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My Month Without Facebook: Part III

Peering over a computer screen at a coffee house.
Peering over a computer screen at a coffee house.Associated Press

I can imagine the first week away from Facebook is similar to that of an avid drug user abruptly quitting their drug of choice. Feelings of anxiety about not knowing who, or if anyone was writing on my wall were attacking my thoughts. The perpetual self-justification that one hit of News Feed would be all I needed to get me through the day was making me sweat.

But the hardest part about the first week of quitting the social media marvel that has captured more than 500 million users was the consistent realization that literally everyone around me was on Facebook.  Everywhere I'd go, computer screens would be proudly boasting the beloved social color scheme of Facebook-blue and Wall Post-white.


I could play I-Spy something red and flawlessly pinpoint who in the coffee shop needed to clear their Inbox and who needed to check their most recent friend requests. And during these moments of visual eavesdropping, I realized it's not just me who has the Facebook addiction, it's everyone.

Facebook anonymous?
Numerous stories and studies have been gradually surfacing all over the Web about the new wave of Facebook addicts. Such stories as a 2009 piece by CNN senior medical correspondent Elizabeth Cohen about a mother who ignores her 12-year-old daughter's cry for homework help because she is "sucked in" to the world of Facebook.

Another story mentioned a married woman requesting to be Facebook friends with a long lost boyfriend and eventually getting a divorce over an unpleasant wall post expressing discontent with her current husband.


The recently published Oxygen Media and Lightspeed Research study reveals 57 percent of women ages 18-34 talk to more people online than face-to-face. These stories are slowly affirming the power Facebook has over the human brain and surfacing the potential repercussions of Facebook addiction.


The new grapevine
Week two of my journey was a little easier to manage than my previous week of hellish, disconnected torture. My mother rented a condo in Myrtle Beach for the weekend of July 4, so after work and classes on Thursday, I jetted across the great state of South Carolina and half of Georgia with my brother and my girlfriend and was looking forward to a weekend filled with sunshine, relaxation, and of course, no Facebook 

However, after arriving, I soon noticed family members discussing the daily Facebook News- a sight that would put Matt Lauer to shame - and quarantining those who had not seen the most recent tagged picture.


I remember thinking, "Could it be? Has Facebook replaced the weather as the new go-to conversation? Will it eventually be commonplace to pass a stranger in the fruit aisle at the grocery store and mutually exchange comments about Facebook's new privacy settings?"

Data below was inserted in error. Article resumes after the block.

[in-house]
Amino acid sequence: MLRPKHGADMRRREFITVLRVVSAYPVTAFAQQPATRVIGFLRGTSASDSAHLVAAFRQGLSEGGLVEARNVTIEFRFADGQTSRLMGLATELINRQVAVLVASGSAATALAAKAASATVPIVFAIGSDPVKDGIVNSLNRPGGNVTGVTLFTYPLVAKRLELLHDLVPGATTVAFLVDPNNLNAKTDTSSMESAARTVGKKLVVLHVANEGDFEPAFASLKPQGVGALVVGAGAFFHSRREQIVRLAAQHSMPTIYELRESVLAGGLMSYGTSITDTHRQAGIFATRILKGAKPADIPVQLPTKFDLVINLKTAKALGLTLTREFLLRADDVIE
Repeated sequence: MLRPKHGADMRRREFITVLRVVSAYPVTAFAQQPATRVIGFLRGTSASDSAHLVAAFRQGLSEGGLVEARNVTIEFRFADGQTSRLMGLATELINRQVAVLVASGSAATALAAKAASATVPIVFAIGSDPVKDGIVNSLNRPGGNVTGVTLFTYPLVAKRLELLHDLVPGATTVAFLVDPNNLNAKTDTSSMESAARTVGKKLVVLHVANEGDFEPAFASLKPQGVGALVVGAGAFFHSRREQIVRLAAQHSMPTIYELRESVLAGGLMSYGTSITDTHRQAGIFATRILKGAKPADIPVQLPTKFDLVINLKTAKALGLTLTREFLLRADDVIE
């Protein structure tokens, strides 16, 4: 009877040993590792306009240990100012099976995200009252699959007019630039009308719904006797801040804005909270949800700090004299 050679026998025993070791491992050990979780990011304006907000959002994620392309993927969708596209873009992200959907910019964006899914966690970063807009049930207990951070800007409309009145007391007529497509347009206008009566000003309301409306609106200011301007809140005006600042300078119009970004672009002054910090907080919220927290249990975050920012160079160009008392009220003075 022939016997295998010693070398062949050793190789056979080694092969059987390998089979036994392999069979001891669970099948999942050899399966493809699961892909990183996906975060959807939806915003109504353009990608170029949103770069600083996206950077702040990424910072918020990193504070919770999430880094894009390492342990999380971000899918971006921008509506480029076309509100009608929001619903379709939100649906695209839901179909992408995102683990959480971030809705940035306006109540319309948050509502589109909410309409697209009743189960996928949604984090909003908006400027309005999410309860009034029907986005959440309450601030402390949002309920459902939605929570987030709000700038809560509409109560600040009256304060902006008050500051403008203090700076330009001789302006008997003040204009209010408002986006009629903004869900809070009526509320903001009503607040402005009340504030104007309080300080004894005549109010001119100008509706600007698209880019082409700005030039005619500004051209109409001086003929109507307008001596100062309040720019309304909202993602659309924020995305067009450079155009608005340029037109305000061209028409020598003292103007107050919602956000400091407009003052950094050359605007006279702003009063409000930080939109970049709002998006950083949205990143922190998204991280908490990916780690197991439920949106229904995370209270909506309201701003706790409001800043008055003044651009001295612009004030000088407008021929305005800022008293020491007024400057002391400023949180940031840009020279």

What I noticed was that people seem to use Facebook as a jumping off point to lead into the next conversation. Whenever a moment was filled with a single ounce of awkwardness, Facebook seemed to swoop in and save the day. In a conversation among two or three, one friend would react to the moment of silence with an almost naturally conditioned remark about a mutual friend's status update, relationship change, or newly updated photo album, which would then lead into more in-depth dialogue. It's become the new grapevine.

The conversation of images 
After the escape from reality that was the July 4 trip, I quickly settled back into my daily routine of school and work. A few automated days were filled with proposal writing and professor lecturing, when out of the blue I received an e-mail from my step-dad attached with seven or eight photos from July 4 weekend. To my disappointment, the photos were not enhanced with captions or comments.

Although these photos were beautified using the latest PhotoShop software complete with red-eye reduction, the photos seemed to stare at me blankly, radiating an almost lifeless aura.


I began to wonder why this was and realized I desired a specific kind of photo tweaking. The added pleasure only close friends can give by sharing silly thoughts or jokingly jealous commentary regarding one or two different images. The kind of alteration that brings new life to an image and new meaning to an album. The kind of social satisfaction only Facebook offers.

Originally published in the Athens Banner-Herald on Sunday, August 15, 2010, Boxkite Media Web Design, and informitivechris.blogspot.com.

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